Friday, June 8, 2012

The Old Man Is Gone and a New Man Appears

The Holy Ghost brings salvation and new-found freedom in Christ Jesus

By Grelan Muse Sr., founder of Inside The Pew
Special to ASSIST News Service

BATON ROUGE, LA (ANS) -- Going to church on Sunday as a kid was always interesting. My family and I used to attend an old wooden church which sat on the hill in Amite, Louisiana. We did not have central air to keep us cool, only a box fan. Service got going at 11 a.m. and the time we shared with the Lord and in fellowship with each other was priceless. The only heat that went on at our church was the fire the congregation showed for the Lord.

The old saints would rejoice and all we had was one big drum and a few tambourines to work with. We clapped our hands and sang praises to the Lord such as “Payday is Coming After While” and “It’s Gonna Rain.” Then, the spirit of God encompassed us. The young people had to get up and testify as well. We were so happy to do so and tell how good God had been to us that week. I could feel the power moving all around me and others in the room.

As a teenager, I didn't understand everything that was going on, but I knew it was the anointing that destroyed the yoke, and, at that time, the anointing had broken down the strong holds of the enemy. We were so enthralled with the spirit the physical conditions of the church were no longer a concern.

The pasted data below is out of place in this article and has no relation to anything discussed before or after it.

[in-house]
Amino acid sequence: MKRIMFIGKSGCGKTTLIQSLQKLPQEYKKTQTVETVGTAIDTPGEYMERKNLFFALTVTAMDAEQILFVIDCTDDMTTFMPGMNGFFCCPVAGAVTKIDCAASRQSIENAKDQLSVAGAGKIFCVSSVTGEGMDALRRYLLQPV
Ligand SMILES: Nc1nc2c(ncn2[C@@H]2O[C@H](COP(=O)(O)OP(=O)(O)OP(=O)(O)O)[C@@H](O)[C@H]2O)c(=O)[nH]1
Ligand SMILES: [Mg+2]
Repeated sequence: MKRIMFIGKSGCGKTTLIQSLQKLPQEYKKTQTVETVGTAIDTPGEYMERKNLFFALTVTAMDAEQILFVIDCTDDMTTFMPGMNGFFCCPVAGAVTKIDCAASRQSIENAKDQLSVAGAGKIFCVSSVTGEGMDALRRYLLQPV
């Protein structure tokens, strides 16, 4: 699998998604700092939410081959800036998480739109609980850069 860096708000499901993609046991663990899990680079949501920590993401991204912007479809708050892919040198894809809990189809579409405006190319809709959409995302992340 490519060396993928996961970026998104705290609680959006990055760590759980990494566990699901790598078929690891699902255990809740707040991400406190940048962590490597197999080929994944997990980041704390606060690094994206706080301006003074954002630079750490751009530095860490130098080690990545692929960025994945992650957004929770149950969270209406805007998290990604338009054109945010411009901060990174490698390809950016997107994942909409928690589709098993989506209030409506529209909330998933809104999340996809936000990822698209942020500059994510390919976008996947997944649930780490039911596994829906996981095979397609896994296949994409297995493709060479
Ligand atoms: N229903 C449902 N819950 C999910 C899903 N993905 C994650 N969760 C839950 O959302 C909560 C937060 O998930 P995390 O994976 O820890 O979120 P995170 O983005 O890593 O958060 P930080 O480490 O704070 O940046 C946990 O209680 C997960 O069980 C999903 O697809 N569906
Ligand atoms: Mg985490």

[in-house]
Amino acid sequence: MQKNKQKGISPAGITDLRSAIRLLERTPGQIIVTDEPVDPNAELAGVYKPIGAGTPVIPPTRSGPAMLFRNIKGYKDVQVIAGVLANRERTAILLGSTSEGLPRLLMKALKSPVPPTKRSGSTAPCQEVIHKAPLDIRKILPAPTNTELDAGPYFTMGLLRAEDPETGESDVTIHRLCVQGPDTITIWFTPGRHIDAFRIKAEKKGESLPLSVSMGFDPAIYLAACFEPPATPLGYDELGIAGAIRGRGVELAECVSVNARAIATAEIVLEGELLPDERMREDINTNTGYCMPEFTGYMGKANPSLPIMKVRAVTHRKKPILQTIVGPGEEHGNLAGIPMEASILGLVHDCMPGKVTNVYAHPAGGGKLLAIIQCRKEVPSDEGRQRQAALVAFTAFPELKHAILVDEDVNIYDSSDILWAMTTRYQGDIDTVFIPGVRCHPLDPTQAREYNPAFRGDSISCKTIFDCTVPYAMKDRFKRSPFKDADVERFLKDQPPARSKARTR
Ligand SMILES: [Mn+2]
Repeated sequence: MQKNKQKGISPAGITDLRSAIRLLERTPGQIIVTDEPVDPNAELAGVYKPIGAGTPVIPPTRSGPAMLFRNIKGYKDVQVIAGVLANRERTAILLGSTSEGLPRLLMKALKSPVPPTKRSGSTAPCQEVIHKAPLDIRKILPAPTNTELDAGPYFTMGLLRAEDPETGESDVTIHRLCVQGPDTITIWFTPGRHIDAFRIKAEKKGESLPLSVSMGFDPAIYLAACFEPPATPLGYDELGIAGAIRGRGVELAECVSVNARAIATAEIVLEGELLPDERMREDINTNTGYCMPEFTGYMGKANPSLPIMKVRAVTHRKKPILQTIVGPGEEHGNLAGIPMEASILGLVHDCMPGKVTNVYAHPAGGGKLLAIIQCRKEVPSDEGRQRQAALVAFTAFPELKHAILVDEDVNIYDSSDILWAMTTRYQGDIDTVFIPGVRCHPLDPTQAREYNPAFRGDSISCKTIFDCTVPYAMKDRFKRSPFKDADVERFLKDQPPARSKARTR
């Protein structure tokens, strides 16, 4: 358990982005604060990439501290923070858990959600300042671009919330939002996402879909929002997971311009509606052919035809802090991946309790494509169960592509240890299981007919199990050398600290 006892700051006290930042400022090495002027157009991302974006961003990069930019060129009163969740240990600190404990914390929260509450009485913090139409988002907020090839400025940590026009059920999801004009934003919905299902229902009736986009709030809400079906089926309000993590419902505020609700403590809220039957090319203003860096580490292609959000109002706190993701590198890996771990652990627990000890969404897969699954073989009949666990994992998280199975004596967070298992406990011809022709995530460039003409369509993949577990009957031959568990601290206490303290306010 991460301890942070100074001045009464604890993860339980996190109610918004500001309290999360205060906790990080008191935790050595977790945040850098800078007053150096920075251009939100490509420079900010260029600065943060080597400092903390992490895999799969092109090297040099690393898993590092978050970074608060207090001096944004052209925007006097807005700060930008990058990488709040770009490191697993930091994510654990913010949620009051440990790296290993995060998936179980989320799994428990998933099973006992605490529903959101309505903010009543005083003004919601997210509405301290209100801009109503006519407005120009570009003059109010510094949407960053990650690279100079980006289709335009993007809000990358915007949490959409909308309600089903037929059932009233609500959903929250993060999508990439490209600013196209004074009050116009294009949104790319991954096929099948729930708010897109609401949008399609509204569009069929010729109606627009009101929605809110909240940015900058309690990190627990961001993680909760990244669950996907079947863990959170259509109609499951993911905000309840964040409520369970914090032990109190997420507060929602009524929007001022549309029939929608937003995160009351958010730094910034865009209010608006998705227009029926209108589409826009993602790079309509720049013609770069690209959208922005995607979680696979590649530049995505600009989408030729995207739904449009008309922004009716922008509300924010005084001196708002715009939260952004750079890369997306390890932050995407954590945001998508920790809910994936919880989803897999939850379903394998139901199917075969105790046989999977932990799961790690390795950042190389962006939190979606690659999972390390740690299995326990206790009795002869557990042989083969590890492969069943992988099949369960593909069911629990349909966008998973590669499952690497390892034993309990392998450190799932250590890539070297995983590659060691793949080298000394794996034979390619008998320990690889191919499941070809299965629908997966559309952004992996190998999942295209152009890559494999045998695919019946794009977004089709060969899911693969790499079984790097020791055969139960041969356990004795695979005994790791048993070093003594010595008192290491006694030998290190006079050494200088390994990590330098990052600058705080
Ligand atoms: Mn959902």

Rural Louisiana Church
Now I can appreciate what was happening within my congregation. The Bible says we all were born into sin. The experience of falling in love with Jesus Christ and the power of the Holy Ghost and being born again in the spirit separates us from sin. Once we allow the Holy Spirit to enter our minds and heart, we can live the life Jesus lived. At this point we are free, and we graciously allow the Holy Ghost to come into our lives. This is why you see adults and teenagers crying like babies because there is no more sin in their lives; they are new creatures in Jesus Christ. We are babes in God's sight (1 Corinthians 3:1, KJV).

My experience reminds me of the story in Acts 2:1-4 when the Holy Spirit comes at Pentecost: “And when the day of Pentecost was fully come, they were all with one accord in one place. And suddenly there came a sound from heaven as of a rushing mighty wind, and it filled all the house where they were sitting. And there appeared unto them cloven tongues like as of fire, and it sat upon each of them. And they were all filled with the Holy Ghost, and began to speak with other tongues, as the Spirit gave them utterance” (KJV).

The old man is gone, and a new man is here. The scripture shows the importance of letting the new spirit come in. I can see God working even as I write this column. I encourage those who have allowed the eternal flame to fizzle out to rekindle it. I pray the Holy Ghost will move in your life once again and bring you closer to the One who loves dearly loves you.

Grelan Muse Sr. is founder of Inside The Pew and Emanuel and The Mainline Ministries. Email responses to this column to Follow Pastor Muse on Twitter @gremuse.